As I say, overall I’m happy with the information presented and the spur it gave to my revision, but some other, more procedural or technical, aspects of the course just didn’t work for me. Every other course I’ve taken had a reasonably easy way to follow discussions, even if some of them took a bit of getting adjusted. This class utilized the yahoo platform, probably due to the availability and, I’m assuming, low (free) cost. I spend much of the first day or two trying to figure out the platform, and after some instruction by the leader and other class members, I could make some sense of the board. Still, it was very difficult to follow discussions, probably because other participates also didn’t know how to utilize the system, and because the workshop had something like 49 participants! Unwieldy on any platform, I suspect.
Elsewhere on this blog I’ve mentioned for me, a successful writing event, whether an online course, a workshop, or a retreat, is if I come away with a new writing friend, or contact. With the unwieldy number of participates in the course, it is understandable why this didn’t happen. It is hard to make connections when you can’t find the person you were originally talking to! Prior to sharing any writing, one of the other class members who lives in my immediate geographic area asked if I participated in a writing group. I told her the rudimentary details of WURDZ, gave her my email address, and heard nothing.
Another reason I did not forge a new friendship is that almost every other person seemed to be writing in a genre that I wasn’t. The predominate genre seemed to be fantasy, with historical fiction or YA the second most common category, and usually YA fantasy. Even though I may not have read every single introduction–hard to keep track when they appeared all over the place and days after the class started–I didn’t see a single “women’s fiction” writer. One other person said she wrote mainstream fiction, but after reading her first assignment, I suggested she might be writing more of a thriller, and since it usually seems easier to sell something if you can file it under a specific genre, maybe she should consider that.
Angie had mentioned doing a longer version of this course, and I think that would be helpful as cramming in six lessons in two weeks when you have to go to work, read material for your writing group, do your own writing, as well as live you usual life, is a bit much. Even though I more or less stopped writing down the lessons, I read over each and thought how I would use the information in my revisions.
For the time being, I’m toying with the idea of taking the next online class offered by RMFW–Editing and Revision for Fiction Writers. With decreased expectations of finding a like-minded writing companion, I might be freer to learn and enjoy. Possibly I’ll have a heads up on the class platform as well.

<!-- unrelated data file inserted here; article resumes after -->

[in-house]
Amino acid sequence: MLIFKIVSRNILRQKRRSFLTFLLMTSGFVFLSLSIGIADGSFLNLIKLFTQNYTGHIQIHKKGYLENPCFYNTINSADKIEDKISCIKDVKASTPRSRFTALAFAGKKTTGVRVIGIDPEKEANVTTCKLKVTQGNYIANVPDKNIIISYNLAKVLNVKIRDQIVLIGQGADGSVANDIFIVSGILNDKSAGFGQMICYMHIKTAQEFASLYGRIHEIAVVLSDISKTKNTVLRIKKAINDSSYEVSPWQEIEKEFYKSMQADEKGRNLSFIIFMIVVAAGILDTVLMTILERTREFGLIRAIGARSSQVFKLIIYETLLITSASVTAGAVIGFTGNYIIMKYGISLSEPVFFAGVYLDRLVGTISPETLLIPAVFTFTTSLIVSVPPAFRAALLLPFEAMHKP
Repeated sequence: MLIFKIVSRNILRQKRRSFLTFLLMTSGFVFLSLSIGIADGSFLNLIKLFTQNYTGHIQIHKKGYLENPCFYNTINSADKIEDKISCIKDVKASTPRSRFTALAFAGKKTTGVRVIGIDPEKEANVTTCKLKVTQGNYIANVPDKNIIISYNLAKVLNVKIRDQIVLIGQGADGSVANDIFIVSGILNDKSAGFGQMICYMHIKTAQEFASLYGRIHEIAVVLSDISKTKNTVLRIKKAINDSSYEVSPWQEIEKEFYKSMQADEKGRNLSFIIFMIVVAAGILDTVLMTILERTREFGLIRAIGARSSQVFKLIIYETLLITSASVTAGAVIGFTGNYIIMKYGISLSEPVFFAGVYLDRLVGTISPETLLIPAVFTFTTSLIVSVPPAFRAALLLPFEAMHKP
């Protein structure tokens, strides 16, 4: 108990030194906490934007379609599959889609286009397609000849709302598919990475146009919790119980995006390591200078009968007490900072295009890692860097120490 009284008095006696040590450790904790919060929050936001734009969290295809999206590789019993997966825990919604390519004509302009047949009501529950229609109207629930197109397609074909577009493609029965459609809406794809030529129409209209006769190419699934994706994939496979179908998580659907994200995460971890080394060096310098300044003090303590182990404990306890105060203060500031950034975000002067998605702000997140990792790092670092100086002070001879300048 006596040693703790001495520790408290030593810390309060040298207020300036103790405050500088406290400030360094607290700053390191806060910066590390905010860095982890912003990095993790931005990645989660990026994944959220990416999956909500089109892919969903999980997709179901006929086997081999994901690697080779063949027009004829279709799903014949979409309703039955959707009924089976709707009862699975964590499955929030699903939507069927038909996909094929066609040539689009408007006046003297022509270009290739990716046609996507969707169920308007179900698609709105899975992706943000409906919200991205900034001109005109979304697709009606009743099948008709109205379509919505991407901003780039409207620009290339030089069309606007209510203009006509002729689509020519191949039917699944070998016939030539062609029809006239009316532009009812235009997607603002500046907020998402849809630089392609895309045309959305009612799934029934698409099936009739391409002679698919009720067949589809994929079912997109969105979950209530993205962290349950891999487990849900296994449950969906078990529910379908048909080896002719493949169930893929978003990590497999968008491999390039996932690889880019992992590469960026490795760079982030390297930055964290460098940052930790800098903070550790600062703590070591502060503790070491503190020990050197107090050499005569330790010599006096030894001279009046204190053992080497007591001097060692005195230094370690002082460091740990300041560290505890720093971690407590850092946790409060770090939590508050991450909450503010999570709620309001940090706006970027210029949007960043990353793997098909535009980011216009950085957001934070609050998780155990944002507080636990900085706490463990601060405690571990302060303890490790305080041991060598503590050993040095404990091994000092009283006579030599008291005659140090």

I’d be interested in hearing of online schools or classes you’ve participated in and what you felt you got out of them. Were they useful? Did you make writing friends? Please leave a comment, and check out the RMFW classes, too. One may be just right for you.
Today I was talking to my best friend from high school about a trip we took to Watkins Glen and Corning Glass Museum. There were six of us on that trip, plus her mother who was driving. My friend, Hannah, didn’t remember the details. I remember we were exchanging AFS students. I’d just hosted a Japanese girl for a week and it seems that we were picking up my classmate and potential AFS student, Dan Lloyd. But who the other exchangees were, I neither of us remember. Possibly I have those details wrong.
Later this morning I had a nice chat about writing, publishing, books, and characters with my hair stylist. In an hour my writing group is meeting. All in all, a day full of books, writing, and words.
I believe this was my first published poem, in the journal Voices International. It was inspired by the trip to Corning and someone else along on that trip.
In the Glassworks
Row on shimmering row of bottles
stood silent, glazed guard
while I dared not breathe
amidst the burnished vials and goblets.
Glintily he shadowed me,
shattering the fragile world around us
into multi-colored shards.
And I could feel the glass melt,
sense the heat
from the glass-blower’s torch,
and I could hear wind chimes
as from behind he sighed in my hair.
And in the dancing prism lights
voice thin as spun glass
and no one heard,
no one was witness
but the row on glimmering row of bottles.
For Christmas this year I asked to have hardback replacements for some of the paperback books I love. I thought this would be a good present since it was something I wanted and it would allow my husband to search ebay and other places online. I received copies of Morgan’s Passing (1980) by Anne Tyler